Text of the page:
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postdiluvian (post-di-LOO-vee-uhn) adjective
Pertaining to the period after the Biblical flood or any great flood.
Someone or something in the period after the Biblical flood or any large flood.
[From Latin post- (after) + diluvium (flood), from diluere (to wash away), from di- + -luere (to wash), combining form of lavere (to wash). Other words derived from the same root are: deluge, dilute, and lotion.]
A related word is antediluvian (related to the period before the Biblical flood). It is also used to apply to someone or something very old or old-fashioned, e.g. antediluvian CEO or antediluvian ideas.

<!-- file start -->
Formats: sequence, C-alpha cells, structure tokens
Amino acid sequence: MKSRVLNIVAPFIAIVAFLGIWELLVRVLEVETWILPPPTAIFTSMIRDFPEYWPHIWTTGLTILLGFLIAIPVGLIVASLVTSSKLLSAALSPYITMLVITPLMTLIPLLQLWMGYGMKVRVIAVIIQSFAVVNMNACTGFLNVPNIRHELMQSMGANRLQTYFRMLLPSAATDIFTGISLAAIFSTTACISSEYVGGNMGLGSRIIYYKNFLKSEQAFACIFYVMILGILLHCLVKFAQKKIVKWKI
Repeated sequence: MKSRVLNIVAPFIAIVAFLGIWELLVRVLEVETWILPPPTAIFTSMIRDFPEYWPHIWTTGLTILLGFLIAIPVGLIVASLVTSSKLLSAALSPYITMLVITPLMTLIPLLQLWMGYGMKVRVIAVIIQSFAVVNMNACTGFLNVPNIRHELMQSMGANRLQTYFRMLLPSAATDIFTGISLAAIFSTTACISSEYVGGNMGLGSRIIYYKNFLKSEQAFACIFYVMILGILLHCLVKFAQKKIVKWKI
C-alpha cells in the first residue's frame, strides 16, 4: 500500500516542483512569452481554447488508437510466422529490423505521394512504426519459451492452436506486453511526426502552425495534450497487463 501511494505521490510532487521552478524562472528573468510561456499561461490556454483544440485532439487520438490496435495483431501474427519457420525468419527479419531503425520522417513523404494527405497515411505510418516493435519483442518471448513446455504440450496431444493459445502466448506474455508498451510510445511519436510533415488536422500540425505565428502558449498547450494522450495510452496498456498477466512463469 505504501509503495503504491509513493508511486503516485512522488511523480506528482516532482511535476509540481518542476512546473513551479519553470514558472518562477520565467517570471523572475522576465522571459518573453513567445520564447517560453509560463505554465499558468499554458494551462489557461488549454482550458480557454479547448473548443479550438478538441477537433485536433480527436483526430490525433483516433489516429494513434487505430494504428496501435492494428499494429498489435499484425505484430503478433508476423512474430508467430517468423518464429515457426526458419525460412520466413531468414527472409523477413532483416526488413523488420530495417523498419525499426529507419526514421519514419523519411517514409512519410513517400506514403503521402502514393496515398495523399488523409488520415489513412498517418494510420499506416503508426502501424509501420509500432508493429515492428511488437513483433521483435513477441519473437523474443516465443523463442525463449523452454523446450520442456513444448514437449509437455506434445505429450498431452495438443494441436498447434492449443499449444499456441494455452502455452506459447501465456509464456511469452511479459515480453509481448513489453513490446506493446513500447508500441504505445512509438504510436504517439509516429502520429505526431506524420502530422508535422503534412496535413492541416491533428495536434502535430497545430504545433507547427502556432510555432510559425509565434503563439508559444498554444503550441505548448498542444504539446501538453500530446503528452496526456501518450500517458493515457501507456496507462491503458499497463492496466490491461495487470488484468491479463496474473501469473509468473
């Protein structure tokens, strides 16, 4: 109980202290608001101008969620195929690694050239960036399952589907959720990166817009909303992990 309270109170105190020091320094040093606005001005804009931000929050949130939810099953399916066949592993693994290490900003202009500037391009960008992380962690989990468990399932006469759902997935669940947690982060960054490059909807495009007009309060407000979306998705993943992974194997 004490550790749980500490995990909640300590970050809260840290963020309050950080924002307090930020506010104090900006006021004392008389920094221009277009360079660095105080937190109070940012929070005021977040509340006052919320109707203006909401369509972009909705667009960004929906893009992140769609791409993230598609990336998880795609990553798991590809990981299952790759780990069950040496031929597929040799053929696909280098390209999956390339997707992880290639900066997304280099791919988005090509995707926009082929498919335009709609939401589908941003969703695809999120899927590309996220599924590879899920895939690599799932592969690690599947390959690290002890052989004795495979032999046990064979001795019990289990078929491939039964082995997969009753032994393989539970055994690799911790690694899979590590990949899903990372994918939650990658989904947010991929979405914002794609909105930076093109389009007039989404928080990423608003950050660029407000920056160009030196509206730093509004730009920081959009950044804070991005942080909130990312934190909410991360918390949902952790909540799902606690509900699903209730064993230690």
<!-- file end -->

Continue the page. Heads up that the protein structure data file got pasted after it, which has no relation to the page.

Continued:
"But that was in the good old days. Now, our postdiluvian world is swamped
with hundreds of different kinds of the things ..."
"Just as important, the flood damage inspired Congress to earmark almost
$200 million to get Yosemite back into shape, finally making it possible
to take action on the General Management Plan. Central to the agency's
blueprint for the postdiluvian Yosemite is the phased removal of private
automobiles, starting by requiring reservations for parking inside the
valley boundaries and eliminating day-use auto touring."
This week's theme: yours to discover.
The function of the imagination is not to make strange things settled, so much as to make settled things strange. -G.K. Chesterton, essayist and novelist (1874-1936)
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